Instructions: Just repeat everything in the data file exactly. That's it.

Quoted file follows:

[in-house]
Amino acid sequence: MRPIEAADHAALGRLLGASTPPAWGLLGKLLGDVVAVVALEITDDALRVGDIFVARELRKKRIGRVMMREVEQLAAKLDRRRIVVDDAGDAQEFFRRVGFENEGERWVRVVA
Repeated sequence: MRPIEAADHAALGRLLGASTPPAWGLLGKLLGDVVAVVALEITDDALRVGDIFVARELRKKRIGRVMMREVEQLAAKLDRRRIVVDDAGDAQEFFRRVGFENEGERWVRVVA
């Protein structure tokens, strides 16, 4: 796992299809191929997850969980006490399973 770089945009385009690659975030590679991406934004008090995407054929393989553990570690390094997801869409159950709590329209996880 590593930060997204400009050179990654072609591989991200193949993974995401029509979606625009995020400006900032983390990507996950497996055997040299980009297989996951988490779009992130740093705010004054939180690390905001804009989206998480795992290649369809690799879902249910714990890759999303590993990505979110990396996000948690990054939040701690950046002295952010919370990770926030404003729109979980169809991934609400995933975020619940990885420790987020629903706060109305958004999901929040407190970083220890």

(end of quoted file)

[in-house]
Amino acid sequence: MRPIEAADHAALGRLLGASTPPAWGLLGKLLGDVVAVVALEITDDALRVGDIFVARELRKKRIGRVMMREVEQLAAKLDRRRIVVDDAGDAQEFFRRVGFENEGERWVRVVA
Repeated sequence: MRPIEAADHAALGRLLGASTPPAWGLLGKLLGDVVAVVALEITDDALRVGDIFVARELRKKRIGRVMMREVEQLAAKLDRRRIVVDDAGDAQEFFRRVGFENEGERWVRVVA
């Protein structure tokens, strides 16, 4: 796992299809191929997850969980006490399973 770089945009385009690659975030590679991406934004008090995407054929393989553990570690390094997801869409159950709590329209996880 590593930060997204400009050179990654072609591989991200193949993974995401029509979606625009995020400006900032983390990507996950497996055997040299980009297989996951988490779009992130740093705010004054939180690390905001804009989206998480795992290649369809690799879902249910714990890759999303590993990505979110990396996000948690990054939040701690950046002295952010919370990770926030404003729109979980169809991934609400995933975020619940990885420790987020629903706060109305958004999901929040407190970083220890």